Emma Piper-Burket on Zabriskie Point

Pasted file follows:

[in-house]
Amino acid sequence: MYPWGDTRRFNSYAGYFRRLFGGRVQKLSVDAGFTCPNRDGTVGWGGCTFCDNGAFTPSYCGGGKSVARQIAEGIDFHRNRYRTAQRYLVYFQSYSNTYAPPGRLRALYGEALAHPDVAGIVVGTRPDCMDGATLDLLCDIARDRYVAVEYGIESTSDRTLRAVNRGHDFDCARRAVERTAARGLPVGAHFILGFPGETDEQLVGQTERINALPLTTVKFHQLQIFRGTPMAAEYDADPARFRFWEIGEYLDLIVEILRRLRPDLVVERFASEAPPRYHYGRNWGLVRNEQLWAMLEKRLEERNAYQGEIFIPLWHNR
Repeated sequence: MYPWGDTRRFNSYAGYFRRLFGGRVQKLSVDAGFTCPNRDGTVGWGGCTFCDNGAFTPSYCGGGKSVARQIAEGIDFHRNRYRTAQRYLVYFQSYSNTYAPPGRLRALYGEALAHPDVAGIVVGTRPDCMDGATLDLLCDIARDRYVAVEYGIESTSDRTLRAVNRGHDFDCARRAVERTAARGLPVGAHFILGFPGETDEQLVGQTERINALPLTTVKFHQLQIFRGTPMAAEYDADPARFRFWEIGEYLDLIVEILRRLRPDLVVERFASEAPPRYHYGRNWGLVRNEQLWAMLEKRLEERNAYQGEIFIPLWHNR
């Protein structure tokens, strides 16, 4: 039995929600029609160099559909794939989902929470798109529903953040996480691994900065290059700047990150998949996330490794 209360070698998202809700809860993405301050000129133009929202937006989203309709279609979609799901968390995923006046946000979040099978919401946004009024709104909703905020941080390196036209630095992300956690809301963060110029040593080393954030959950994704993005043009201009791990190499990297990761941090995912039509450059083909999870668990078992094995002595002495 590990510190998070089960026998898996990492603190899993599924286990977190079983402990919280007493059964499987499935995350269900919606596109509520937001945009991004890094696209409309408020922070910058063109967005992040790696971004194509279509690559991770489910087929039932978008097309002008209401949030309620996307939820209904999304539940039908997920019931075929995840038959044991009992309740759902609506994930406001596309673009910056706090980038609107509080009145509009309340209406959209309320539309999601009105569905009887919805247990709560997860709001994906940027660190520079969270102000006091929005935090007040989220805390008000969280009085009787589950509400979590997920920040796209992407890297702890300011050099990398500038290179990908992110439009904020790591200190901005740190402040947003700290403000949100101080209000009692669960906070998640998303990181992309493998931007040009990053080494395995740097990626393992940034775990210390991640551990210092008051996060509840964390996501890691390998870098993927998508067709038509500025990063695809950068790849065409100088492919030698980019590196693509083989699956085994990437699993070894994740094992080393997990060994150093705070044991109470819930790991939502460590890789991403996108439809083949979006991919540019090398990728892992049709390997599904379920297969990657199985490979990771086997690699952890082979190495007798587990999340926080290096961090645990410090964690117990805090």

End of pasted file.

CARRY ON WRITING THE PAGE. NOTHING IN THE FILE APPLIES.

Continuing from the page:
Zabriskie Point is arguably Michelangelo Antonioni's most divisive work. Inspired by the wild success of Blow-Up, MGM produced Zabriskie Point for $7 million, an extremely high budget for the time (for perspective, Blow-Up, also produced by MGM just a few years before, cost $1.5 million). The production was highly scrutinized: it was Antonioni's first film made in the United States. Antonioni’s anti-capitalist sentiments had the studio and government officials on alert and it took an epic two years to complete. When it was finally released in 1970, the film was panned by critics. Chester Crill, a musician from the band Kaleidoscope (who contributed to the soundtrack), remembered how horrified everyone was after seeing it for the first time: “There wasn't a person who left that was looking anyone else in the eye. It was the most embarrassing thing that I'd ever been to. Everybody just slunk away.” History has been kinder to the film and its unpolished portrayal of late 1960s counterculture youth, and while there still might be some stigma of shame attached to admitting it is your favorite Antonioni film, it's at least now acknowledged as a crucial piece in a great director's oeuvre.